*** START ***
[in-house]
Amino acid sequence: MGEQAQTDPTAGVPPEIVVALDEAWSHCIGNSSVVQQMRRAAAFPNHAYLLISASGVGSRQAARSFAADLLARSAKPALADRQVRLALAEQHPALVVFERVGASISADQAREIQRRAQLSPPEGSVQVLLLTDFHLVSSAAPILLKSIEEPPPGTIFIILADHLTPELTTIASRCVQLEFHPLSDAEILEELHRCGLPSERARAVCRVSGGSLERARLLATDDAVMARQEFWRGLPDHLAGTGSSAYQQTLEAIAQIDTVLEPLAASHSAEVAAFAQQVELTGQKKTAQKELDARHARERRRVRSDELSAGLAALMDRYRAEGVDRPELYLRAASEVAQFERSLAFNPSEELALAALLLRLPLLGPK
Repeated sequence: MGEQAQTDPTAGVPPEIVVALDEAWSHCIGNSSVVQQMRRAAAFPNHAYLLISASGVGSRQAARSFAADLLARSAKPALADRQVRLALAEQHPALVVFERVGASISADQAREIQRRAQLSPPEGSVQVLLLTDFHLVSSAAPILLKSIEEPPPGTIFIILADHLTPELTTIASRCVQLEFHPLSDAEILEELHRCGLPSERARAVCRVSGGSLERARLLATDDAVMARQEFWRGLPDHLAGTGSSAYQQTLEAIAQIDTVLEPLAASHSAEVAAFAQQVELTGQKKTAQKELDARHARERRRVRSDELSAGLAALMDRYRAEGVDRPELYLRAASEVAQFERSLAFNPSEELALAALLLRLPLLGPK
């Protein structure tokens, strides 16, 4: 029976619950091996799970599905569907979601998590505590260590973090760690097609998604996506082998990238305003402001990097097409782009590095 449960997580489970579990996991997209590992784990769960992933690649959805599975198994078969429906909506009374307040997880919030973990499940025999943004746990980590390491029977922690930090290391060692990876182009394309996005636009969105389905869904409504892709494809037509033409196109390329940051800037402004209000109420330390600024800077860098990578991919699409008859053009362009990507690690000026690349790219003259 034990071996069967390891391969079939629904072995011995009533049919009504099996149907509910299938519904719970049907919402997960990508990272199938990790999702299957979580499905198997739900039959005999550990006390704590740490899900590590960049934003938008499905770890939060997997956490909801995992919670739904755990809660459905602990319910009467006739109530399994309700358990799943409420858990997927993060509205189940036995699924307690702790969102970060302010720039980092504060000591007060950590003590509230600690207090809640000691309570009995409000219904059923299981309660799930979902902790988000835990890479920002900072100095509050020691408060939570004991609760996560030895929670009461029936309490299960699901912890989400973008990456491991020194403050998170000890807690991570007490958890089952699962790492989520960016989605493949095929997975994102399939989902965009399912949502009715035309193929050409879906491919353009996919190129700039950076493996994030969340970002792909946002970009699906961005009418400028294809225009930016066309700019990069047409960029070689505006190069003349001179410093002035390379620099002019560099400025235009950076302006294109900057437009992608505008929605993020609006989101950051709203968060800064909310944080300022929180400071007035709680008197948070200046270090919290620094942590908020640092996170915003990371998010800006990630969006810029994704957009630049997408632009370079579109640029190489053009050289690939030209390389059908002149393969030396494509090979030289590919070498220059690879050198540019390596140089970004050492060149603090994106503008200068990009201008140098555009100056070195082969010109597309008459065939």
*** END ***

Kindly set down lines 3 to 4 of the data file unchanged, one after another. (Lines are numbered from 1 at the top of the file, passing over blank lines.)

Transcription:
Repeated sequence: MGEQAQTDPTAGVPPEIVVALDEAWSHCIGNSSVVQQMRRAAAFPNHAYLLISASGVGSRQAARSFAADLLARSAKPALADRQVRLALAEQHPALVVFERVGASISADQAREIQRRAQLSPPEGSVQVLLLTDFHLVSSAAPILLKSIEEPPPGTIFIILADHLTPELTTIASRCVQLEFHPLSDAEILEELHRCGLPSERARAVCRVSGGSLERARLLATDDAVMARQEFWRGLPDHLAGTGSSAYQQTLEAIAQIDTVLEPLAASHSAEVAAFAQQVELTGQKKTAQKELDARHARERRRVRSDELSAGLAALMDRYRAEGVDRPELYLRAASEVAQFERSLAFNPSEELALAALLLRLPLLGPK
């Protein structure tokens, strides 16, 4: 029976619950091996799970599905569907979601998590505590260590973090760690097609998604996506082998990238305003402001990097097409782009590095 449960997580489970579990996991997209590992784990769960992933690649959805599975198994078969429906909506009374307040997880919030973990499940025999943004746990980590390491029977922690930090290391060692990876182009394309996005636009969105389905869904409504892709494809037509033409196109390329940051800037402004209000109420330390600024800077860098990578991919699409008859053009362009990507690690000026690349790219003259 034990071996069967390891391969079939629904072995011995009533049919009504099996149907509910299938519904719970049907919402997960990508990272199938990790999702299957979580499905198997739900039959005999550990006390704590740490899900590590960049934003938008499905770890939060997997956490909801995992919670739904755990809660459905602990319910009467006739109530399994309700358990799943409420858990997927993060509205189940036995699924307690702790969102970060302010720039980092504060000591007060950590003590509230600690207090809640000691309570009995409000219904059923299981309660799930979902902790988000835990890479920002900072100095509050020691408060939570004991609760996560030895929670009461029936309490299960699901912890989400973008990456491991020194403050998170000890807690991570007490958890089952699962790492989520960016989605493949095929997975994102399939989902965009399912949502009715035309193929050409879906491919353009996919190129700039950076493996994030969340970002792909946002970009699906961005009418400028294809225009930016066309700019990069047409960029070689505006190069003349001179410093002035390379620099002019560099400025235009950076302006294109900057437009992608505008929605993020609006989101950051709203968060800064909310944080300022929180400071007035709680008197948070200046270090919290620094942590908020640092996170915003990371998010800006990630969006810029994704957009630049997408632009370079579109640029190489053009050289690939030209390389059908002149393969030396494509090979030289590919070498220059690879050198540019390596140089970004050492060149603090994106503008200068990009201008140098555009100056070195082969010109597309008459065939």